Romania’s current account deficit shrinks well below target in 2002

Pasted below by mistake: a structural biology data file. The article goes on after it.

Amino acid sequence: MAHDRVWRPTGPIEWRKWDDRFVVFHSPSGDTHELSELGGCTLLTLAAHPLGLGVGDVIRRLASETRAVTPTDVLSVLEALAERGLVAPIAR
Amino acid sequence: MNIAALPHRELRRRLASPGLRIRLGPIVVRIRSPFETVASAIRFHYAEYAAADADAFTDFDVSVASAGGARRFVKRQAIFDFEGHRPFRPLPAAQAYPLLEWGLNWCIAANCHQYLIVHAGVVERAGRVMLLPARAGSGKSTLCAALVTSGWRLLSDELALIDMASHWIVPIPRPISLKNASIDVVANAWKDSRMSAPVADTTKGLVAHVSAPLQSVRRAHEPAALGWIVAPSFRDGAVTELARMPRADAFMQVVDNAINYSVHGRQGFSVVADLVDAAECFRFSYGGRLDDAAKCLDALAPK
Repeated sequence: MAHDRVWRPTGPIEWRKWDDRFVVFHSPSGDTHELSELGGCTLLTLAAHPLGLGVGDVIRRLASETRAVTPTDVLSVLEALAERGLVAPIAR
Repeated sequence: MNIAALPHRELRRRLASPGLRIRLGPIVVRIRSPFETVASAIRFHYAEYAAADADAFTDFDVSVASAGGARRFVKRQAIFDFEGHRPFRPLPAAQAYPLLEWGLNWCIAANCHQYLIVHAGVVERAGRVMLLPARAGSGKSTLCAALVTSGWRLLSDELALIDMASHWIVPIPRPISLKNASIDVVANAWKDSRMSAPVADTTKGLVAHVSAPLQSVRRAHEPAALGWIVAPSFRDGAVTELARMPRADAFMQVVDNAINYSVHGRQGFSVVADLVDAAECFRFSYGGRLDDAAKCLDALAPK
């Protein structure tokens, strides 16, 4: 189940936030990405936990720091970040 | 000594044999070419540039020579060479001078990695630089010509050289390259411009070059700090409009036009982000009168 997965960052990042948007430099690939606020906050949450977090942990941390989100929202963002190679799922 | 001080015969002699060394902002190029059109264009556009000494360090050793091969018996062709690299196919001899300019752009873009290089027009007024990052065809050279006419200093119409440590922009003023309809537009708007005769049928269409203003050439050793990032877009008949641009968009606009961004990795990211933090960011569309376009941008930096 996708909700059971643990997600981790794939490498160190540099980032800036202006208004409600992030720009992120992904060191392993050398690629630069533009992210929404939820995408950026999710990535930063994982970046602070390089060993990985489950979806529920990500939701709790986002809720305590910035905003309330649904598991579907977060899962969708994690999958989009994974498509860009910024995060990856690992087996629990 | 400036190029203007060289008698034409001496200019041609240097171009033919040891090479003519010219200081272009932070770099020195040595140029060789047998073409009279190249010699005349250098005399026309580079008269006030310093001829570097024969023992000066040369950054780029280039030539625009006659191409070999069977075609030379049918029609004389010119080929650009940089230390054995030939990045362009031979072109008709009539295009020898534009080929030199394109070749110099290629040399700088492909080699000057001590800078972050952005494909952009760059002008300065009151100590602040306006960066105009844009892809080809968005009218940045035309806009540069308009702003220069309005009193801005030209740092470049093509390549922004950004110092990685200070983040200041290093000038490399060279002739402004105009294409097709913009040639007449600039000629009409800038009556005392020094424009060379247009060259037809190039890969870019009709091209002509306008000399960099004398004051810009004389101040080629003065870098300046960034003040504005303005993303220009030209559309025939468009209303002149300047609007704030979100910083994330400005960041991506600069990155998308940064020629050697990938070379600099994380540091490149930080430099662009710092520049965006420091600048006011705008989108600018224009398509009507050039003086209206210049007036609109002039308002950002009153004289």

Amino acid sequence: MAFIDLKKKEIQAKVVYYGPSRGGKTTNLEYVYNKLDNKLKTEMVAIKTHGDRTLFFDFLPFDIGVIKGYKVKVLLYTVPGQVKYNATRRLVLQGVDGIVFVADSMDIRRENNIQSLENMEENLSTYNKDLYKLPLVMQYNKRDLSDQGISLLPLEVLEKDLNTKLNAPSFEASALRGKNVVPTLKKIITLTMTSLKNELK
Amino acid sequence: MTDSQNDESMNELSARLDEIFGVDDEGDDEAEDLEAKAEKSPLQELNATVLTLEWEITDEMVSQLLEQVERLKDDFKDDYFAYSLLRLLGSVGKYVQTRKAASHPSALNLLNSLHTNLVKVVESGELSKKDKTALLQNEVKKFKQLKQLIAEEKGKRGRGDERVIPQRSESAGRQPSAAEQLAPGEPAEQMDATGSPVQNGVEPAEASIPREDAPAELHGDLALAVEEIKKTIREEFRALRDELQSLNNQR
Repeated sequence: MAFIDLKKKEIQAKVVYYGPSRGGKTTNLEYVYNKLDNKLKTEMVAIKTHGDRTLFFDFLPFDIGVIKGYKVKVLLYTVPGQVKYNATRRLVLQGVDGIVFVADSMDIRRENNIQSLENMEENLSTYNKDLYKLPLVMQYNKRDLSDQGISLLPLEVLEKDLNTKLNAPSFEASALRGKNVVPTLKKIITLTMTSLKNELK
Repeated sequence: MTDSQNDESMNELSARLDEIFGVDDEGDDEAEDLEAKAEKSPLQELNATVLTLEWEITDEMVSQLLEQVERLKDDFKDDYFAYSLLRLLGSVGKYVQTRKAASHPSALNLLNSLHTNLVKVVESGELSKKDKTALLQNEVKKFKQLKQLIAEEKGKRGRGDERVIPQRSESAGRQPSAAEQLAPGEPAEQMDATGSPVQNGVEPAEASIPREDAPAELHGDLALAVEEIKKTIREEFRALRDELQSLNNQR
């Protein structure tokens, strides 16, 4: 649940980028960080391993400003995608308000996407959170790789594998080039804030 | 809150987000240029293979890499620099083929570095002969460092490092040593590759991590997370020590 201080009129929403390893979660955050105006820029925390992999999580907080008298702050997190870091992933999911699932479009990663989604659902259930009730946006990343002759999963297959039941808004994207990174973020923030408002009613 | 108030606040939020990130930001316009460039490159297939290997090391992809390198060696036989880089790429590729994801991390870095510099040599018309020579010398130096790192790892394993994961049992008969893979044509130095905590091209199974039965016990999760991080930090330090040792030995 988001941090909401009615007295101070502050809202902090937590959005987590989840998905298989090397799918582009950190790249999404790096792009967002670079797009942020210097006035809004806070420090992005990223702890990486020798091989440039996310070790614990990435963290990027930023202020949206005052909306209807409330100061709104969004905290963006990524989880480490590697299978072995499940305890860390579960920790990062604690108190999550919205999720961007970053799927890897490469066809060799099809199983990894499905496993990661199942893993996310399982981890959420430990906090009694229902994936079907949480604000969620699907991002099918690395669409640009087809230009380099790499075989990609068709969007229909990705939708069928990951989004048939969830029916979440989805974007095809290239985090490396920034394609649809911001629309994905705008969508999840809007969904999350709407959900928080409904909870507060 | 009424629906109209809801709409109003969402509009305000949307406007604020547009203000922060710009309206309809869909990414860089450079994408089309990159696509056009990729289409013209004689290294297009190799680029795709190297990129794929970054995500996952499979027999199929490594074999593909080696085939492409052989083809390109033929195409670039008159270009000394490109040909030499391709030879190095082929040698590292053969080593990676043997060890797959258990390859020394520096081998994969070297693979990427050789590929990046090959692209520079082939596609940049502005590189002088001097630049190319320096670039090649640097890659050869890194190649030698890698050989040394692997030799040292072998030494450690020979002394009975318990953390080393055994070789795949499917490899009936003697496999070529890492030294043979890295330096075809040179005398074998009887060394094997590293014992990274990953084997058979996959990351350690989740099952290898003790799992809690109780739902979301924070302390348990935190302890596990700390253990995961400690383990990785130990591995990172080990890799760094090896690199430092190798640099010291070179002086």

BUCHAREST – Romania’s 2002 current account deficit probably shrank to under 4 percent of gross domestic product, well below the 5.5 percent target, fueled by rising exports, the central bank (BNR) said yesterday. European Union candidate Romania has agreed with international lenders to cut the current account deficit to 5.5 percent of gross domestic product in 2002 from a little above 6 percent in 2001. But BNR’s deputy governor, Mihai Bogza, told Reuters in an interview that the improvement would be better than expected, partly due to a rise in exports, fueled by the firming of the euro against the Romanian leu by 6 percent on average in 2002. «The euro had an unexpected and spectacular evolution against the dollar on the foreign markets,» he said. Analysts welcomed the news. «It’s a better-than-expected figure, which beats both the market and official expectations,» independent analyst Raluca Nicolescu said. Bogza said another factor in the current account deficit’s decline was the fact that part of the non-government credits, which rose by 30 percent in real terms last year, supported exports more than imports. He said estimates for 2002 show export growth in high value-added sectors such as machinery and tools, besides traditional products like clothing and footwear. Credit on the rise Bogza said he expects credit to rise by 20 percent in real terms in 2003 despite recent measures to tighten controls on lending, after the International Monetary Fund (IMF) said it was worried that banks might be overstretching their portfolios. The IMF, Romania’s main economic mentor, has been overseeing the ex-communist Balkan country’s transition to a market economy, urging the government to speed up reforms in all sectors, including the country’s underdeveloped banking system. Bogza said the new measures, effective this month, would make banks take into account clients’ financial performance, not just their credit history, when making provisions for loans. «We hope that these measures will make sure those who are worthy to take loans will get them,» Bogza said. He said the fact that credit was only at 12.6 percent of GDP showed that the banking system was still isolated from some, unreformed, parts of the economy. «Credit risk, particularly long term, is higher in an economy which is not completely restructured,» Bogza said. However, he said interest rates were likely to fall in line with inflation, while the leu was set to appreciate «by a few percentage points» in real terms in 2003 against a basket made up of 60 percent euros and 40 percent dollars. Bogza said the central bank would make fewer interventions on the interbank market, to let the market work more independently. «We would intervene only when we think there are major events on the market,» he said. Latest data show the BNR’s hard currency net purchases from the local interbank market totaled $156.3 million in December, pushing its hard currency reserves to $6.14 billion, their highest level since the fall of communism 13 years ago.

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